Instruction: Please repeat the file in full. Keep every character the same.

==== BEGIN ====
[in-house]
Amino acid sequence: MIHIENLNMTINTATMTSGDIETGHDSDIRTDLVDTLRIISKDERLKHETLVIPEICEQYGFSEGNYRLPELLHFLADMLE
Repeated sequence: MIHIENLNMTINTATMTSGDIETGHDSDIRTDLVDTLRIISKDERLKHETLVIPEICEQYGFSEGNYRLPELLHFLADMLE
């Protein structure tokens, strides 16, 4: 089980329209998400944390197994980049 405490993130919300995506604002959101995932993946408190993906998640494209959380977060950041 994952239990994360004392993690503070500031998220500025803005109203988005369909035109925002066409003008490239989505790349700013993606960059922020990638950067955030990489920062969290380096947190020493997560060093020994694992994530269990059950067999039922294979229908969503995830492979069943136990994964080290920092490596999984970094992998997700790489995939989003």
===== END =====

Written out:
[in-house]
Amino acid sequence: MIHIENLNMTINTATMTSGDIETGHDSDIRTDLVDTLRIISKDERLKHETLVIPEICEQYGFSEGNYRLPELLHFLADMLE
Repeated sequence: MIHIENLNMTINTATMTSGDIETGHDSDIRTDLVDTLRIISKDERLKHETLVIPEICEQYGFSEGNYRLPELLHFLADMLE
């Protein structure tokens, strides 16, 4: 089980329209998400944390197994980049 405490993130919300995506604002959101995932993946408190993906998640494209959380977060950041 994952239990994360004392993690503070500031998220500025803005109203988005369909035109925002066409003008490239989505790349700013993606960059922020990638950067955030990489920062969290380096947190020493997560060093020994694992994530269990059950067999039922294979229908969503995830492979069943136990994964080290920092490596999984970094992998997700790489995939989003």